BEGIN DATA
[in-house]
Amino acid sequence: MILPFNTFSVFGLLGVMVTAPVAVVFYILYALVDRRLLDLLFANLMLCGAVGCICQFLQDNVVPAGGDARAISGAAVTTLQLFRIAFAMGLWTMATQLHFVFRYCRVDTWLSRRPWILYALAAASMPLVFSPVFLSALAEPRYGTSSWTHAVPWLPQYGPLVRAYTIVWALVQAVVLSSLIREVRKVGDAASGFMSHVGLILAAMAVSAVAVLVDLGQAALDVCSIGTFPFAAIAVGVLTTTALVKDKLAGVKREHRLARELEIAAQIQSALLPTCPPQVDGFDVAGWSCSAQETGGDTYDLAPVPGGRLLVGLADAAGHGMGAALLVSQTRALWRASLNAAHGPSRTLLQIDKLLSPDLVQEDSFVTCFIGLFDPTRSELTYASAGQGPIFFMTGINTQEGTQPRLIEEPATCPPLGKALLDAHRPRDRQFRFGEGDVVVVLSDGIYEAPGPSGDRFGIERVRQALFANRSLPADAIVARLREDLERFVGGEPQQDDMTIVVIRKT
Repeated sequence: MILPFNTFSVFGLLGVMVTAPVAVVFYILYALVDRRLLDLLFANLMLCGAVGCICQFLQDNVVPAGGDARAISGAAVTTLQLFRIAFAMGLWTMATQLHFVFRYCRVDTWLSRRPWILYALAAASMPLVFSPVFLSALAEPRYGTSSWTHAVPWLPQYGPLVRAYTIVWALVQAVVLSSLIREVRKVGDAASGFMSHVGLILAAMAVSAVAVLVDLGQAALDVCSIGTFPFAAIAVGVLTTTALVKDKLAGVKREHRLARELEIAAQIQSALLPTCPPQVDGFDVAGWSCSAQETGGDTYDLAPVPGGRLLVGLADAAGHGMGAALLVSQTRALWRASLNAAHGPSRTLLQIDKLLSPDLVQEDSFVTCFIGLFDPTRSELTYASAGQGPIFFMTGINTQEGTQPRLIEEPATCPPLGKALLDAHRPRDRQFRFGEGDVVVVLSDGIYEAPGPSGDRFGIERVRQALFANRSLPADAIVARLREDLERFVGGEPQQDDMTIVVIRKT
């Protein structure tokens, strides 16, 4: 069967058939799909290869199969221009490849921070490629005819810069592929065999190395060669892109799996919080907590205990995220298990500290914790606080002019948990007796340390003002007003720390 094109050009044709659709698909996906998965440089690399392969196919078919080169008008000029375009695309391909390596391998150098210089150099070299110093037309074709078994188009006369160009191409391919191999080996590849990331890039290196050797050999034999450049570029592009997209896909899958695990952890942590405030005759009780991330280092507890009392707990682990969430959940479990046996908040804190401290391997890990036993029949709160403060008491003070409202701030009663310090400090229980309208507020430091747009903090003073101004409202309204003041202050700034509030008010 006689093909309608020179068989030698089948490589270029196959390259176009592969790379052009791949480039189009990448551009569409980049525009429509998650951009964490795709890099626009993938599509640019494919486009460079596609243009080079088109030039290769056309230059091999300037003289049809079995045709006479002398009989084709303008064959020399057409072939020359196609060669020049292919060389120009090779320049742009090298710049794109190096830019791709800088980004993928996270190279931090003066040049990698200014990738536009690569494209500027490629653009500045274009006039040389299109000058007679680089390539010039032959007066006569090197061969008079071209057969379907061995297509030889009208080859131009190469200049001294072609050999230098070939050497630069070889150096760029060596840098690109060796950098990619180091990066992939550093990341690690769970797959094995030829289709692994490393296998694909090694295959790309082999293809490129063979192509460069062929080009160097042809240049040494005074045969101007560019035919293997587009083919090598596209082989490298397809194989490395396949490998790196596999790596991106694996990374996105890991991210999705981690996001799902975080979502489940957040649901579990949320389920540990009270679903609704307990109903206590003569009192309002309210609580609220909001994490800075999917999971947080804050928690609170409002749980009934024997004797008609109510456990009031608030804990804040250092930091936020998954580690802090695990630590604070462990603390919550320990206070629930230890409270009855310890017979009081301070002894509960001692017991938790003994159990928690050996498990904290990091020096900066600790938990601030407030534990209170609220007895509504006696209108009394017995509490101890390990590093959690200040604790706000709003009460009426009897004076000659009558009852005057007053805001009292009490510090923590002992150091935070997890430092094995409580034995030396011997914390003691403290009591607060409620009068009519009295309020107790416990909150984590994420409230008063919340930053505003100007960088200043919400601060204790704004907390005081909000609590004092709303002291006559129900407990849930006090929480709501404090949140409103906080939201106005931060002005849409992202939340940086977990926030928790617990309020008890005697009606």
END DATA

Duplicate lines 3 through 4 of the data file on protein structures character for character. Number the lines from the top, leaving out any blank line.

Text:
Repeated sequence: MILPFNTFSVFGLLGVMVTAPVAVVFYILYALVDRRLLDLLFANLMLCGAVGCICQFLQDNVVPAGGDARAISGAAVTTLQLFRIAFAMGLWTMATQLHFVFRYCRVDTWLSRRPWILYALAAASMPLVFSPVFLSALAEPRYGTSSWTHAVPWLPQYGPLVRAYTIVWALVQAVVLSSLIREVRKVGDAASGFMSHVGLILAAMAVSAVAVLVDLGQAALDVCSIGTFPFAAIAVGVLTTTALVKDKLAGVKREHRLARELEIAAQIQSALLPTCPPQVDGFDVAGWSCSAQETGGDTYDLAPVPGGRLLVGLADAAGHGMGAALLVSQTRALWRASLNAAHGPSRTLLQIDKLLSPDLVQEDSFVTCFIGLFDPTRSELTYASAGQGPIFFMTGINTQEGTQPRLIEEPATCPPLGKALLDAHRPRDRQFRFGEGDVVVVLSDGIYEAPGPSGDRFGIERVRQALFANRSLPADAIVARLREDLERFVGGEPQQDDMTIVVIRKT
């Protein structure tokens, strides 16, 4: 069967058939799909290869199969221009490849921070490629005819810069592929065999190395060669892109799996919080907590205990995220298990500290914790606080002019948990007796340390003002007003720390 094109050009044709659709698909996906998965440089690399392969196919078919080169008008000029375009695309391909390596391998150098210089150099070299110093037309074709078994188009006369160009191409391919191999080996590849990331890039290196050797050999034999450049570029592009997209896909899958695990952890942590405030005759009780991330280092507890009392707990682990969430959940479990046996908040804190401290391997890990036993029949709160403060008491003070409202701030009663310090400090229980309208507020430091747009903090003073101004409202309204003041202050700034509030008010 006689093909309608020179068989030698089948490589270029196959390259176009592969790379052009791949480039189009990448551009569409980049525009429509998650951009964490795709890099626009993938599509640019494919486009460079596609243009080079088109030039290769056309230059091999300037003289049809079995045709006479002398009989084709303008064959020399057409072939020359196609060669020049292919060389120009090779320049742009090298710049794109190096830019791709800088980004993928996270190279931090003066040049990698200014990738536009690569494209500027490629653009500045274009006039040389299109000058007679680089390539010039032959007066006569090197061969008079071209057969379907061995297509030889009208080859131009190469200049001294072609050999230098070939050497630069070889150096760029060596840098690109060796950098990619180091990066992939550093990341690690769970797959094995030829289709692994490393296998694909090694295959790309082999293809490129063979192509460069062929080009160097042809240049040494005074045969101007560019035919293997587009083919090598596209082989490298397809194989490395396949490998790196596999790596991106694996990374996105890991991210999705981690996001799902975080979502489940957040649901579990949320389920540990009270679903609704307990109903206590003569009192309002309210609580609220909001994490800075999917999971947080804050928690609170409002749980009934024997004797008609109510456990009031608030804990804040250092930091936020998954580690802090695990630590604070462990603390919550320990206070629930230890409270009855310890017979009081301070002894509960001692017991938790003994159990928690050996498990904290990091020096900066600790938990601030407030534990209170609220007895509504006696209108009394017995509490101890390990590093959690200040604790706000709003009460009426009897004076000659009558009852005057007053805001009292009490510090923590002992150091935070997890430092094995409580034995030396011997914390003691403290009591607060409620009068009519009295309020107790416990909150984590994420409230008063919340930053505003100007960088200043919400601060204790704004907390005081909000609590004092709303002291006559129900407990849930006090929480709501404090949140409103906080939201106005931060002005849409992202939340940086977990926030928790617990309020008890005697009606």